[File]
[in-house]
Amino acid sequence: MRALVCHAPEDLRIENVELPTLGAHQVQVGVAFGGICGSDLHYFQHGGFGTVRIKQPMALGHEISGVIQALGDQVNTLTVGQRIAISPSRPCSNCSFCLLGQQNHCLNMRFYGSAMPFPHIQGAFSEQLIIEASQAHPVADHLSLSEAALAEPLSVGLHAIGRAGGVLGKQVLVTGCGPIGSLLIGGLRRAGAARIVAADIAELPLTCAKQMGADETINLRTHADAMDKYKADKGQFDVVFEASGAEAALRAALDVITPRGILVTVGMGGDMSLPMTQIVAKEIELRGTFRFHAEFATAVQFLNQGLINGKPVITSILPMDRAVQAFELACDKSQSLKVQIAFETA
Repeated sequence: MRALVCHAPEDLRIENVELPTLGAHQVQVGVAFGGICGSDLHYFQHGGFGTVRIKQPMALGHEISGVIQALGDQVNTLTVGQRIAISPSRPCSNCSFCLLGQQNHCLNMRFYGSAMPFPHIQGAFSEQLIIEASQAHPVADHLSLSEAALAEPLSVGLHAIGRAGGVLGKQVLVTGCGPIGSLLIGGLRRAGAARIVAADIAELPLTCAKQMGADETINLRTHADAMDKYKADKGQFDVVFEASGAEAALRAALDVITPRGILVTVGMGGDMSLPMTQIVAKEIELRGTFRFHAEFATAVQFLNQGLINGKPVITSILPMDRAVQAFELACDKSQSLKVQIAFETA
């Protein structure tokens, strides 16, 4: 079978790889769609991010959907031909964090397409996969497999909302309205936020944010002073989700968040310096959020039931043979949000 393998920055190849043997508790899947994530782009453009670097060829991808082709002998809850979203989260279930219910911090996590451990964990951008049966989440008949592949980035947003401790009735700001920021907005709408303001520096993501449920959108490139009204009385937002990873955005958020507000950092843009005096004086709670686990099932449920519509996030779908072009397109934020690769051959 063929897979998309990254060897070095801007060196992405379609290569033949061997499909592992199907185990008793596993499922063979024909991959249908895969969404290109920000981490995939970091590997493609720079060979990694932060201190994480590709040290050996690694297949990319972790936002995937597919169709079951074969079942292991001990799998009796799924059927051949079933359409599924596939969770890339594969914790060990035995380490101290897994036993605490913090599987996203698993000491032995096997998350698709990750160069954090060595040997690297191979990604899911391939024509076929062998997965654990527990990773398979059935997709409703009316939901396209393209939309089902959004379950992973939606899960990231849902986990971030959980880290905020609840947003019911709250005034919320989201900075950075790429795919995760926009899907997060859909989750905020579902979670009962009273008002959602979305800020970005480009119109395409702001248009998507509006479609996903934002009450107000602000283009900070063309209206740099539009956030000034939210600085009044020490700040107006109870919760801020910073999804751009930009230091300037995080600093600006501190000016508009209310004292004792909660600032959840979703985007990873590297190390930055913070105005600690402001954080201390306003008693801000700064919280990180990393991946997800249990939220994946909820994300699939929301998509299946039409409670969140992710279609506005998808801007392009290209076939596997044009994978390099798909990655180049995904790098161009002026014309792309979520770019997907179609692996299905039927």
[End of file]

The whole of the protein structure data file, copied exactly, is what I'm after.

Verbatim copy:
[in-house]
Amino acid sequence: MRALVCHAPEDLRIENVELPTLGAHQVQVGVAFGGICGSDLHYFQHGGFGTVRIKQPMALGHEISGVIQALGDQVNTLTVGQRIAISPSRPCSNCSFCLLGQQNHCLNMRFYGSAMPFPHIQGAFSEQLIIEASQAHPVADHLSLSEAALAEPLSVGLHAIGRAGGVLGKQVLVTGCGPIGSLLIGGLRRAGAARIVAADIAELPLTCAKQMGADETINLRTHADAMDKYKADKGQFDVVFEASGAEAALRAALDVITPRGILVTVGMGGDMSLPMTQIVAKEIELRGTFRFHAEFATAVQFLNQGLINGKPVITSILPMDRAVQAFELACDKSQSLKVQIAFETA
Repeated sequence: MRALVCHAPEDLRIENVELPTLGAHQVQVGVAFGGICGSDLHYFQHGGFGTVRIKQPMALGHEISGVIQALGDQVNTLTVGQRIAISPSRPCSNCSFCLLGQQNHCLNMRFYGSAMPFPHIQGAFSEQLIIEASQAHPVADHLSLSEAALAEPLSVGLHAIGRAGGVLGKQVLVTGCGPIGSLLIGGLRRAGAARIVAADIAELPLTCAKQMGADETINLRTHADAMDKYKADKGQFDVVFEASGAEAALRAALDVITPRGILVTVGMGGDMSLPMTQIVAKEIELRGTFRFHAEFATAVQFLNQGLINGKPVITSILPMDRAVQAFELACDKSQSLKVQIAFETA
């Protein structure tokens, strides 16, 4: 079978790889769609991010959907031909964090397409996969497999909302309205936020944010002073989700968040310096959020039931043979949000 393998920055190849043997508790899947994530782009453009670097060829991808082709002998809850979203989260279930219910911090996590451990964990951008049966989440008949592949980035947003401790009735700001920021907005709408303001520096993501449920959108490139009204009385937002990873955005958020507000950092843009005096004086709670686990099932449920519509996030779908072009397109934020690769051959 063929897979998309990254060897070095801007060196992405379609290569033949061997499909592992199907185990008793596993499922063979024909991959249908895969969404290109920000981490995939970091590997493609720079060979990694932060201190994480590709040290050996690694297949990319972790936002995937597919169709079951074969079942292991001990799998009796799924059927051949079933359409599924596939969770890339594969914790060990035995380490101290897994036993605490913090599987996203698993000491032995096997998350698709990750160069954090060595040997690297191979990604899911391939024509076929062998997965654990527990990773398979059935997709409703009316939901396209393209939309089902959004379950992973939606899960990231849902986990971030959980880290905020609840947003019911709250005034919320989201900075950075790429795919995760926009899907997060859909989750905020579902979670009962009273008002959602979305800020970005480009119109395409702001248009998507509006479609996903934002009450107000602000283009900070063309209206740099539009956030000034939210600085009044020490700040107006109870919760801020910073999804751009930009230091300037995080600093600006501190000016508009209310004292004792909660600032959840979703985007990873590297190390930055913070105005600690402001954080201390306003008693801000700064919280990180990393991946997800249990939220994946909820994300699939929301998509299946039409409670969140992710279609506005998808801007392009290209076939596997044009994978390099798909990655180049995904790098161009002026014309792309979520770019997907179609692996299905039927």